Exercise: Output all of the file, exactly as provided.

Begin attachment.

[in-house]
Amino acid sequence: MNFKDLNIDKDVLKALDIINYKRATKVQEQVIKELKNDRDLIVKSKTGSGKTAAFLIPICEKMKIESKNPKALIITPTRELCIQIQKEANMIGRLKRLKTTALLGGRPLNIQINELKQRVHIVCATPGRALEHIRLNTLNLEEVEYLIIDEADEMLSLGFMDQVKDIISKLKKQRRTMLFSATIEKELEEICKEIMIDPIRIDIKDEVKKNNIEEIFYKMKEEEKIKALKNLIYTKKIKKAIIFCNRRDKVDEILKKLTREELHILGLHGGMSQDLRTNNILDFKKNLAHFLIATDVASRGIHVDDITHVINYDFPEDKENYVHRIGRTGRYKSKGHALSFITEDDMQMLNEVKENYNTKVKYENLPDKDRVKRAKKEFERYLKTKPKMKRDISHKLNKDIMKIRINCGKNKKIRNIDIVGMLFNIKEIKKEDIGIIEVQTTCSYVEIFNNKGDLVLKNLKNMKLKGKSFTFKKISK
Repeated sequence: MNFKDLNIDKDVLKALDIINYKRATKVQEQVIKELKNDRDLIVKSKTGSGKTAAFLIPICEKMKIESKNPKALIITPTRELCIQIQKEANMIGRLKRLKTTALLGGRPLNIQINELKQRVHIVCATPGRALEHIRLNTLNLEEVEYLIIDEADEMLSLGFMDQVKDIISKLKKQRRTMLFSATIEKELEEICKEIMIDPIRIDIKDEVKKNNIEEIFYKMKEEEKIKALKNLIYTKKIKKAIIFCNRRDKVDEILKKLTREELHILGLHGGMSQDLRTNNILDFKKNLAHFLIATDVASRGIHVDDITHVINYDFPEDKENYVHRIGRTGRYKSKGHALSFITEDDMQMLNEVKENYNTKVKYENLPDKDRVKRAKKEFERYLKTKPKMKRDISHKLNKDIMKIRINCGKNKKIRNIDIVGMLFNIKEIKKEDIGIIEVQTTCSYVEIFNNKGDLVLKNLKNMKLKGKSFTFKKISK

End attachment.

[in-house]
Amino acid sequence: MNFKDLNIDKDVLKALDIINYKRATKVQEQVIKELKNDRDLIVKSKTGSGKTAAFLIPICEKMKIESKNPKALIITPTRELCIQIQKEANMIGRLKRLKTTALLGGRPLNIQINELKQRVHIVCATPGRALEHIRLNTLNLEEVEYLIIDEADEMLSLGFMDQVKDIISKLKKQRRTMLFSATIEKELEEICKEIMIDPIRIDIKDEVKKNNIEEIFYKMKEEEKIKALKNLIYTKKIKKAIIFCNRRDKVDEILKKLTREELHILGLHGGMSQDLRTNNILDFKKNLAHFLIATDVASRGIHVDDITHVINYDFPEDKENYVHRIGRTGRYKSKGHALSFITEDDMQMLNEVKENYNTKVKYENLPDKDRVKRAKKEFERYLKTKPKMKRDISHKLNKDIMKIRINCGKNKKIRNIDIVGMLFNIKEIKKEDIGIIEVQTTCSYVEIFNNKGDLVLKNLKNMKLKGKSFTFKKISK
Repeated sequence: MNFKDLNIDKDVLKALDIINYKRATKVQEQVIKELKNDRDLIVKSKTGSGKTAAFLIPICEKMKIESKNPKALIITPTRELCIQIQKEANMIGRLKRLKTTALLGGRPLNIQINELKQRVHIVCATPGRALEHIRLNTLNLEEVEYLIIDEADEMLSLGFMDQVKDIISKLKKQRRTMLFSATIEKELEEICKEIMIDPIRIDIKDEVKKNNIEEIFYKMKEEEKIKALKNLIYTKKIKKAIIFCNRRDKVDEILKKLTREELHILGLHGGMSQDLRTNNILDFKKNLAHFLIATDVASRGIHVDDITHVINYDFPEDKENYVHRIGRTGRYKSKGHALSFITEDDMQMLNEVKENYNTKVKYENLPDKDRVKRAKKEFERYLKTKPKMKRDISHKLNKDIMKIRINCGKNKKIRNIDIVGMLFNIKEIKKEDIGIIEVQTTCSYVEIFNNKGDLVLKNLKNMKLKGKSFTFKKISK